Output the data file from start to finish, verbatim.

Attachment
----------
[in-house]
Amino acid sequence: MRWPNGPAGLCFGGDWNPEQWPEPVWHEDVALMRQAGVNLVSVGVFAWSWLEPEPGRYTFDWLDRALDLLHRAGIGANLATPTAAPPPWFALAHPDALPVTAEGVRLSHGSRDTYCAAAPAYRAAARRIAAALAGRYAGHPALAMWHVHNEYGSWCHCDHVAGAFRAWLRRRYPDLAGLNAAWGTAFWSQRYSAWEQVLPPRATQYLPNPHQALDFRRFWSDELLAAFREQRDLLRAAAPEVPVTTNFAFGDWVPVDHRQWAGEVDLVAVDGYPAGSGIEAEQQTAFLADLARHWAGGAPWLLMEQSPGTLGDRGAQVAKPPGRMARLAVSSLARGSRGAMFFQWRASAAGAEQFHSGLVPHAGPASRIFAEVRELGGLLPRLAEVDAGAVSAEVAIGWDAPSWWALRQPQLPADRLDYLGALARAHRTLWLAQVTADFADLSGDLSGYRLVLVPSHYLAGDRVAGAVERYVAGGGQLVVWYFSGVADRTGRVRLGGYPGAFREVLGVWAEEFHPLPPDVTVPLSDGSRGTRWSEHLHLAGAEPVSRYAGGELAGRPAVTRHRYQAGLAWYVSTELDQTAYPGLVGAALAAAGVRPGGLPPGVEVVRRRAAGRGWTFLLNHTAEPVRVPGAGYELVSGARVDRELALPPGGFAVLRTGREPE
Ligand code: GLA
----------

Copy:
[in-house]
Amino acid sequence: MRWPNGPAGLCFGGDWNPEQWPEPVWHEDVALMRQAGVNLVSVGVFAWSWLEPEPGRYTFDWLDRALDLLHRAGIGANLATPTAAPPPWFALAHPDALPVTAEGVRLSHGSRDTYCAAAPAYRAAARRIAAALAGRYAGHPALAMWHVHNEYGSWCHCDHVAGAFRAWLRRRYPDLAGLNAAWGTAFWSQRYSAWEQVLPPRATQYLPNPHQALDFRRFWSDELLAAFREQRDLLRAAAPEVPVTTNFAFGDWVPVDHRQWAGEVDLVAVDGYPAGSGIEAEQQTAFLADLARHWAGGAPWLLMEQSPGTLGDRGAQVAKPPGRMARLAVSSLARGSRGAMFFQWRASAAGAEQFHSGLVPHAGPASRIFAEVRELGGLLPRLAEVDAGAVSAEVAIGWDAPSWWALRQPQLPADRLDYLGALARAHRTLWLAQVTADFADLSGDLSGYRLVLVPSHYLAGDRVAGAVERYVAGGGQLVVWYFSGVADRTGRVRLGGYPGAFREVLGVWAEEFHPLPPDVTVPLSDGSRGTRWSEHLHLAGAEPVSRYAGGELAGRPAVTRHRYQAGLAWYVSTELDQTAYPGLVGAALAAAGVRPGGLPPGVEVVRRRAAGRGWTFLLNHTAEPVRVPGAGYELVSGARVDRELALPPGGFAVLRTGREPE
Ligand code: GLA